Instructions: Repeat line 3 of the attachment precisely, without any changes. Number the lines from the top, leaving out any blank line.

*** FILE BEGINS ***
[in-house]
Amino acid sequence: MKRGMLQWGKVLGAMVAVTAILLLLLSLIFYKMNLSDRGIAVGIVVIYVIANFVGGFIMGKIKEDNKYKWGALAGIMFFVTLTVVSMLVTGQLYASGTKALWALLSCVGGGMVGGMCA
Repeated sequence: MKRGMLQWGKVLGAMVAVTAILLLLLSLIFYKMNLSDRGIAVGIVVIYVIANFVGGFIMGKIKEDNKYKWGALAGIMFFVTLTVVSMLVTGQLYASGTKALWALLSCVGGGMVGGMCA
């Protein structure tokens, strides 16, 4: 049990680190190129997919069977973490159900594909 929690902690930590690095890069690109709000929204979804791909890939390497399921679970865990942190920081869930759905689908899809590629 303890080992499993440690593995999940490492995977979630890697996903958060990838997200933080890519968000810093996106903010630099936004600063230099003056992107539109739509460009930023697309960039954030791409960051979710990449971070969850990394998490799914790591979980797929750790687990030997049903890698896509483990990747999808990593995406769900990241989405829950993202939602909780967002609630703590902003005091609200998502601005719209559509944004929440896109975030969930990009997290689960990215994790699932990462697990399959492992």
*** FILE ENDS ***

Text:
Repeated sequence: MKRGMLQWGKVLGAMVAVTAILLLLLSLIFYKMNLSDRGIAVGIVVIYVIANFVGGFIMGKIKEDNKYKWGALAGIMFFVTLTVVSMLVTGQLYASGTKALWALLSCVGGGMVGGMCA